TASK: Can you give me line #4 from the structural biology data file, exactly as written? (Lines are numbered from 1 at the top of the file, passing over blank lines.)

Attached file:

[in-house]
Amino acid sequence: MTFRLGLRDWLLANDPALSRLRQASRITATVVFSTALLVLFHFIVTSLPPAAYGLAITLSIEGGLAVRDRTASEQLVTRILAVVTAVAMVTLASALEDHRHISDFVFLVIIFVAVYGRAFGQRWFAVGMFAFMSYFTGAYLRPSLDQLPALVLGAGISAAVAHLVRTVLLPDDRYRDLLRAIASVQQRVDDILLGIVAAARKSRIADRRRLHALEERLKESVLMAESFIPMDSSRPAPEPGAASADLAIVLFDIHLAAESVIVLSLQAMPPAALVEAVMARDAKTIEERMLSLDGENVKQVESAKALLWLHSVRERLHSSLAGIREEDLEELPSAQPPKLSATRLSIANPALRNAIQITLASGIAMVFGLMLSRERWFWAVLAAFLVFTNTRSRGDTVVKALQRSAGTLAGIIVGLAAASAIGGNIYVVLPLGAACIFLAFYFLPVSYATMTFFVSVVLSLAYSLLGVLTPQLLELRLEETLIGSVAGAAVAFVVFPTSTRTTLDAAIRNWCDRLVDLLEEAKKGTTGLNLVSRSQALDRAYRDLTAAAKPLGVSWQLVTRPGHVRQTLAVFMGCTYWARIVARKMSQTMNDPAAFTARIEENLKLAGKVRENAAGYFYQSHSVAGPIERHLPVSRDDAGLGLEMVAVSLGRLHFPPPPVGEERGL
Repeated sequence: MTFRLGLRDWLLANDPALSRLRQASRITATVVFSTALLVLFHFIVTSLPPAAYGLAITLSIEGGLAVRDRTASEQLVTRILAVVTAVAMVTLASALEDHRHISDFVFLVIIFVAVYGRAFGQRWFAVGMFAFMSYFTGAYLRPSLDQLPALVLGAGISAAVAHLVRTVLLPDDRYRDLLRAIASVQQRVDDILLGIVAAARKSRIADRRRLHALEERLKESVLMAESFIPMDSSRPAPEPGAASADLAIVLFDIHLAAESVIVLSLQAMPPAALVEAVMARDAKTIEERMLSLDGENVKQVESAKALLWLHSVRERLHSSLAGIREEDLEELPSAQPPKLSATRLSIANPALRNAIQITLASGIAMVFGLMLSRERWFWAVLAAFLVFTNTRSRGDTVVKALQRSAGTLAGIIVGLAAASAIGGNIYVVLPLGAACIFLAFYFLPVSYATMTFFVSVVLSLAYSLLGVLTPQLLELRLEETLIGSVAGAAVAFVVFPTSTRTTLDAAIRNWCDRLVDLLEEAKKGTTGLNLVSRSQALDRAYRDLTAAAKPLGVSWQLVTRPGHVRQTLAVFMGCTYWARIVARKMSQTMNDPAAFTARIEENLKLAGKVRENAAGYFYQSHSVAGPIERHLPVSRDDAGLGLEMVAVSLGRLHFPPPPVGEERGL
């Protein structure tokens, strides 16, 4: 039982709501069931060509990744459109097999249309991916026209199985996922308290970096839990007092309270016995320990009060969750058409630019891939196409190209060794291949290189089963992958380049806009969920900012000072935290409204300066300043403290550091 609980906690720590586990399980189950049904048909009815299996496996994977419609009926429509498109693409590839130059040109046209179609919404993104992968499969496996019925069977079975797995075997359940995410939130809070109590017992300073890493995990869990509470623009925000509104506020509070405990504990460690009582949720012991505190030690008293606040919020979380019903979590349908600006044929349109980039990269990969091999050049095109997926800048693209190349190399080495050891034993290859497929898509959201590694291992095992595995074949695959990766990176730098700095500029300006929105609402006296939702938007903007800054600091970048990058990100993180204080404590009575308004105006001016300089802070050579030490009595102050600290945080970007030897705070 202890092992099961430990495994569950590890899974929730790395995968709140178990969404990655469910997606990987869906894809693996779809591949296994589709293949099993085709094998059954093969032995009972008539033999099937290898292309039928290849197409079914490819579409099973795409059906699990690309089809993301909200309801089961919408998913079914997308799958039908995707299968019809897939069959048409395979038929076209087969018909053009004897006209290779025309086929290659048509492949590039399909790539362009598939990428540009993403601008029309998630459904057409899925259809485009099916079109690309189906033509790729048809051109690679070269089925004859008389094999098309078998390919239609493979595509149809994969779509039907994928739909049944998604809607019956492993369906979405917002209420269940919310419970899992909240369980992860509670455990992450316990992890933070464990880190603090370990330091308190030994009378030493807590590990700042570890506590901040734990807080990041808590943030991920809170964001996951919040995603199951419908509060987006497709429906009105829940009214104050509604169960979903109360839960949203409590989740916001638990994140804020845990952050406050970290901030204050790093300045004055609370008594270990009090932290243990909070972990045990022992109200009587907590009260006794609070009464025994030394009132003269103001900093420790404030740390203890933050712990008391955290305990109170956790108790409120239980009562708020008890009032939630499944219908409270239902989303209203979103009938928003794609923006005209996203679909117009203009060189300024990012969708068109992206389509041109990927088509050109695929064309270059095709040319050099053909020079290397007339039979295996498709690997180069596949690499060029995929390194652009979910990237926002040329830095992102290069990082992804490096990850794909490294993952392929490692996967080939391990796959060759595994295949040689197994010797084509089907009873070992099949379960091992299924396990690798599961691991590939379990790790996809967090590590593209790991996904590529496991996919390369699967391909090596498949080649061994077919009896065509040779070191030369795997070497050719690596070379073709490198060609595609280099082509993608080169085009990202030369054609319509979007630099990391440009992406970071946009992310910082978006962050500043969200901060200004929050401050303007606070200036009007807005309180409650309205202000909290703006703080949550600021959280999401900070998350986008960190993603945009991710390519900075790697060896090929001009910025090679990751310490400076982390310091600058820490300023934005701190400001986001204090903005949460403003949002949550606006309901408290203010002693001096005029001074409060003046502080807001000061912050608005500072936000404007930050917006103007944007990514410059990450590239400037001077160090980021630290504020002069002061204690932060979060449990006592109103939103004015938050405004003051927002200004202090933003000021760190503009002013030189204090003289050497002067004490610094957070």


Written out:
């Protein structure tokens, strides 16, 4: 039982709501069931060509990744459109097999249309991916026209199985996922308290970096839990007092309270016995320990009060969750058409630019891939196409190209060794291949290189089963992958380049806009969920900012000072935290409204300066300043403290550091 609980906690720590586990399980189950049904048909009815299996496996994977419609009926429509498109693409590839130059040109046209179609919404993104992968499969496996019925069977079975797995075997359940995410939130809070109590017992300073890493995990869990509470623009925000509104506020509070405990504990460690009582949720012991505190030690008293606040919020979380019903979590349908600006044929349109980039990269990969091999050049095109997926800048693209190349190399080495050891034993290859497929898509959201590694291992095992595995074949695959990766990176730098700095500029300006929105609402006296939702938007903007800054600091970048990058990100993180204080404590009575308004105006001016300089802070050579030490009595102050600290945080970007030897705070 202890092992099961430990495994569950590890899974929730790395995968709140178990969404990655469910997606990987869906894809693996779809591949296994589709293949099993085709094998059954093969032995009972008539033999099937290898292309039928290849197409079914490819579409099973795409059906699990690309089809993301909200309801089961919408998913079914997308799958039908995707299968019809897939069959048409395979038929076209087969018909053009004897006209290779025309086929290659048509492949590039399909790539362009598939990428540009993403601008029309998630459904057409899925259809485009099916079109690309189906033509790729048809051109690679070269089925004859008389094999098309078998390919239609493979595509149809994969779509039907994928739909049944998604809607019956492993369906979405917002209420269940919310419970899992909240369980992860509670455990992450316990992890933070464990880190603090370990330091308190030994009378030493807590590990700042570890506590901040734990807080990041808590943030991920809170964001996951919040995603199951419908509060987006497709429906009105829940009214104050509604169960979903109360839960949203409590989740916001638990994140804020845990952050406050970290901030204050790093300045004055609370008594270990009090932290243990909070972990045990022992109200009587907590009260006794609070009464025994030394009132003269103001900093420790404030740390203890933050712990008391955290305990109170956790108790409120239980009562708020008890009032939630499944219908409270239902989303209203979103009938928003794609923006005209996203679909117009203009060189300024990012969708068109992206389509041109990927088509050109695929064309270059095709040319050099053909020079290397007339039979295996498709690997180069596949690499060029995929390194652009979910990237926002040329830095992102290069990082992804490096990850794909490294993952392929490692996967080939391990796959060759595994295949040689197994010797084509089907009873070992099949379960091992299924396990690798599961691991590939379990790790996809967090590590593209790991996904590529496991996919390369699967391909090596498949080649061994077919009896065509040779070191030369795997070497050719690596070379073709490198060609595609280099082509993608080169085009990202030369054609319509979007630099990391440009992406970071946009992310910082978006962050500043969200901060200004929050401050303007606070200036009007807005309180409650309205202000909290703006703080949550600021959280999401900070998350986008960190993603945009991710390519900075790697060896090929001009910025090679990751310490400076982390310091600058820490300023934005701190400001986001204090903005949460403003949002949550606006309901408290203010002693001096005029001074409060003046502080807001000061912050608005500072936000404007930050917006103007944007990514410059990450590239400037001077160090980021630290504020002069002061204690932060979060449990006592109103939103004015938050405004003051927002200004202090933003000021760190503009002013030189204090003289050497002067004490610094957070």